Honduran military leaders face arrests
January 6, 2010 11:20 p.m. EST
(CNN) -- Honduran prosecutors issued arrest warrants for the country's six top military commanders for abuse of power in connection with the coup that ousted President Jose Manuel Zelaya last year.
The Honduran high command, including Gen. Romeo Vasquez Velasquez, the country's top military chief, face charges for bursting into Zelaya's residence and transporting the president to neighboring Costa Rica, Attorney General Luis Rubi said.
The June 28 coup deepened a political crisis that remains unresolved, despite a new president being elected in November.
Rubi himself filed the arrest warrants at the Supreme Court on Wednesday.
In addition to abuse of power, the military commanders face charges of illegal expatriation of a citizen.
The manner in which Zelaya was ousted was key in how other countries and international bodies interpreted the military action.
The de facto government of Roberto Micheletti and his supporters have insisted that Zelaya's removal was a constitutional transfer of power.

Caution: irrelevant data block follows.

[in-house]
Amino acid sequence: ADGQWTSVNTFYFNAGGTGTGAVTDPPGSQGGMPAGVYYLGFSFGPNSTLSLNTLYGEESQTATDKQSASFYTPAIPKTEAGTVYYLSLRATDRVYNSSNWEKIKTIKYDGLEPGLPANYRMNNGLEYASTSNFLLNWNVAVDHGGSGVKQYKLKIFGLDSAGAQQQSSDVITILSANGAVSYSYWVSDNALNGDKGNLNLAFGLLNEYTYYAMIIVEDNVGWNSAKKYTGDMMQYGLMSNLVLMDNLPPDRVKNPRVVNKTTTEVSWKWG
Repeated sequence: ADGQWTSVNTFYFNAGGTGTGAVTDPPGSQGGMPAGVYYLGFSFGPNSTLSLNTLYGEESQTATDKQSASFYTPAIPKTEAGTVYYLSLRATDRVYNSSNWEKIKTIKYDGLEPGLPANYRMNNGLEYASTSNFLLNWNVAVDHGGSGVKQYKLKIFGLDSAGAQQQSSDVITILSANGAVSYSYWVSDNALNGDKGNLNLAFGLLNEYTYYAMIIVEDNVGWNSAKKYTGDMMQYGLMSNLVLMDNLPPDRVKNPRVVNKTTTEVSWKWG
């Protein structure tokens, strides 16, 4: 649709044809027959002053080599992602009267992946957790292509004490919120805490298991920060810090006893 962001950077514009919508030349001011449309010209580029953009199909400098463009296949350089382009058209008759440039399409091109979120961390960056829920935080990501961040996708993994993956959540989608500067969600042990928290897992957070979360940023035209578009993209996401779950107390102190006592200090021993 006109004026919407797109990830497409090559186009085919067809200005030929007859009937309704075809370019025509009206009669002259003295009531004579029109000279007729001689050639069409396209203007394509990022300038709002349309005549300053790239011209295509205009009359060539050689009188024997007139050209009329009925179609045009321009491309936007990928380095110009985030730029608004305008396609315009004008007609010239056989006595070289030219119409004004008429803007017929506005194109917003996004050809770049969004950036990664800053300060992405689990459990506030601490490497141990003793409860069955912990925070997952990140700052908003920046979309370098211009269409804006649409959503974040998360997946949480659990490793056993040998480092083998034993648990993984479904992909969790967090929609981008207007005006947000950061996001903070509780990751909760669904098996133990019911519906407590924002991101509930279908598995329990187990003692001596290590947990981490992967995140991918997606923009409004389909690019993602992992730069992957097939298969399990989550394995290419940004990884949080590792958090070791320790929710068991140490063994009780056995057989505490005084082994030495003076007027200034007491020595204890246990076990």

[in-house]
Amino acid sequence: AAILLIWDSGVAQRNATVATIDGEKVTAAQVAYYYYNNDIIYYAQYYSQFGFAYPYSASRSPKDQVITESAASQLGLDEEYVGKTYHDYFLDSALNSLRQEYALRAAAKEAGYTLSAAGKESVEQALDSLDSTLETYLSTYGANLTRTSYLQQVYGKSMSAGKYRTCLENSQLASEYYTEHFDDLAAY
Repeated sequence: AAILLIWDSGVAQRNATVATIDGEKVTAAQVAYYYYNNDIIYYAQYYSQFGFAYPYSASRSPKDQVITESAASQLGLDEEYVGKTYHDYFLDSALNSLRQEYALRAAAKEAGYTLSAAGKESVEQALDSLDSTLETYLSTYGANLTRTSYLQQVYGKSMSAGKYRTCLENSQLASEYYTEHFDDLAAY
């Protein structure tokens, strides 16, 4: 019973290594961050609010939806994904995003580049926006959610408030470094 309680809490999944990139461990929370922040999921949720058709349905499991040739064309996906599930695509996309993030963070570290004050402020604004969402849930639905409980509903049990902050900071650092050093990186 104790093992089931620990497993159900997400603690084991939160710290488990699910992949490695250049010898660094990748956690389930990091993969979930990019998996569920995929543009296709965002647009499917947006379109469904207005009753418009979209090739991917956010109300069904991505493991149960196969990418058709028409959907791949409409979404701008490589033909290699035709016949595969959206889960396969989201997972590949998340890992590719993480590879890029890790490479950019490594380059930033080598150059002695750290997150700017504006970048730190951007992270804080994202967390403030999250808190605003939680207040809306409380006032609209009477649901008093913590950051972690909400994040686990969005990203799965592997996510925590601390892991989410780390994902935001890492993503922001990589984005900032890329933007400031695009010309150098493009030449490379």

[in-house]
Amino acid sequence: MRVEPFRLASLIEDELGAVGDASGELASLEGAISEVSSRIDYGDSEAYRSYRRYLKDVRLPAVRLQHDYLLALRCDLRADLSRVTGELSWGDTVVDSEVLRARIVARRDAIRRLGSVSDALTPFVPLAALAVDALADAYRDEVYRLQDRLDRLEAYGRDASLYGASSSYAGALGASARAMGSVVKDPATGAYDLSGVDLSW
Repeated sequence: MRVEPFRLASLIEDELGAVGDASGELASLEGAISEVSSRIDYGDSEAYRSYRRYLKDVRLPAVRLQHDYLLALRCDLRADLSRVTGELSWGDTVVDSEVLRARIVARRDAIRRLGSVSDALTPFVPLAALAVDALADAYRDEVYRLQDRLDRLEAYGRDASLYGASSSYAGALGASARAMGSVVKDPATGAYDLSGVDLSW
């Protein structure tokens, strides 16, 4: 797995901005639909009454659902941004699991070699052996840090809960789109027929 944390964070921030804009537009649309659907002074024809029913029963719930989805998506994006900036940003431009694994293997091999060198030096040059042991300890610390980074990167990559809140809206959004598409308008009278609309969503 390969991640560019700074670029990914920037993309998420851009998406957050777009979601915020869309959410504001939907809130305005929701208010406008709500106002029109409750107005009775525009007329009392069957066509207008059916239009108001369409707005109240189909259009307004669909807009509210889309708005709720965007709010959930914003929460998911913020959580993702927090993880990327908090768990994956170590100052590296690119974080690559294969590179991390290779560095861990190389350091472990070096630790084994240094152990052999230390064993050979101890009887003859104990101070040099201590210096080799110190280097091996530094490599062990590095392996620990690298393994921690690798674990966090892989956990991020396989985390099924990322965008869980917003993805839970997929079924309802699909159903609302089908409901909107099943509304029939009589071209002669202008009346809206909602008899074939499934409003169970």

But the United Nations, the Organization of American States, the European Union and most nations -- including the United States -- condemned the coup and demanded that Zelaya be reinstated immediately
The crisis erupted in June when Zelaya -- despite congressional and supreme court decisions calling it illegal -- pushed forward with a plan to hold a referendum that could have led to changing the constitution to allow for additional presidential terms.
The Supreme Court signed an arrest warrant for Zelaya but not to send him into exile.
Now, the Supreme Court has three days to decide whether to ratify the charges and start a case against the military officers.
Armed Forces spokesman Col. Ramiro Archaga said that the military respects the rule of law and are willing to appear before the justice system.
The announcement of the arrest warrants came as U.S. Deputy Assistant Secretary of State for Western Hemisphere Affairs Craig Kelly visited with the key players in the crisis in Honduras.
Kelly met with Micheletti Wednesday, though details of the talks were unknown except for a statement from acting Honduran Foreign Minister Carlos Lopez Contreras, saying that calls for Micheletti's resignation were not part of the dialogue.
Meanwhile, Zelaya remained holed up inside the Brazilian Embassy in the Honduran capital of Tegucigalpa. He has been there ever since sneaking back into the country in September.
In another development, the Honduran congress was to take up the issue of amnesty for Zelaya and other players in the crisis next week.
Journalist Elvin Sandoval contributed to this report.
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